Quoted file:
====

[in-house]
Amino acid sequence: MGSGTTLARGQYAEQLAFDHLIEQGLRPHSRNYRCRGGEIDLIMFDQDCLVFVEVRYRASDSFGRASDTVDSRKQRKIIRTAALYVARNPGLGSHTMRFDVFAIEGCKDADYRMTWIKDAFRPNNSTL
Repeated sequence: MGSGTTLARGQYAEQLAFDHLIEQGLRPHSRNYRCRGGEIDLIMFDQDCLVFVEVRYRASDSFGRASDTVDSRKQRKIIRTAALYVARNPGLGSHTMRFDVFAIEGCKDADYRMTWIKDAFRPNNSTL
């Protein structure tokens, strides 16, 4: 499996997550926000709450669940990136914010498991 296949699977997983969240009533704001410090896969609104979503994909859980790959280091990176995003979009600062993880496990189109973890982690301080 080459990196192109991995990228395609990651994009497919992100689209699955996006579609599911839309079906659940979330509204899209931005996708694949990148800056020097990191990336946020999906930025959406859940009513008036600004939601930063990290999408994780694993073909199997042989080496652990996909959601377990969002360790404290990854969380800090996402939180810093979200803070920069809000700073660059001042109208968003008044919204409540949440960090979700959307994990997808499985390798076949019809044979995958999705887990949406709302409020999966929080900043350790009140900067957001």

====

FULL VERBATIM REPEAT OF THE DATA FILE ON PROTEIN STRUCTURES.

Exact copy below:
[in-house]
Amino acid sequence: MGSGTTLARGQYAEQLAFDHLIEQGLRPHSRNYRCRGGEIDLIMFDQDCLVFVEVRYRASDSFGRASDTVDSRKQRKIIRTAALYVARNPGLGSHTMRFDVFAIEGCKDADYRMTWIKDAFRPNNSTL
Repeated sequence: MGSGTTLARGQYAEQLAFDHLIEQGLRPHSRNYRCRGGEIDLIMFDQDCLVFVEVRYRASDSFGRASDTVDSRKQRKIIRTAALYVARNPGLGSHTMRFDVFAIEGCKDADYRMTWIKDAFRPNNSTL
């Protein structure tokens, strides 16, 4: 499996997550926000709450669940990136914010498991 296949699977997983969240009533704001410090896969609104979503994909859980790959280091990176995003979009600062993880496990189109973890982690301080 080459990196192109991995990228395609990651994009497919992100689209699955996006579609599911839309079906659940979330509204899209931005996708694949990148800056020097990191990336946020999906930025959406859940009513008036600004939601930063990290999408994780694993073909199997042989080496652990996909959601377990969002360790404290990854969380800090996402939180810093979200803070920069809000700073660059001042109208968003008044919204409540949440960090979700959307994990997808499985390798076949019809044979995958999705887990949406709302409020999966929080900043350790009140900067957001």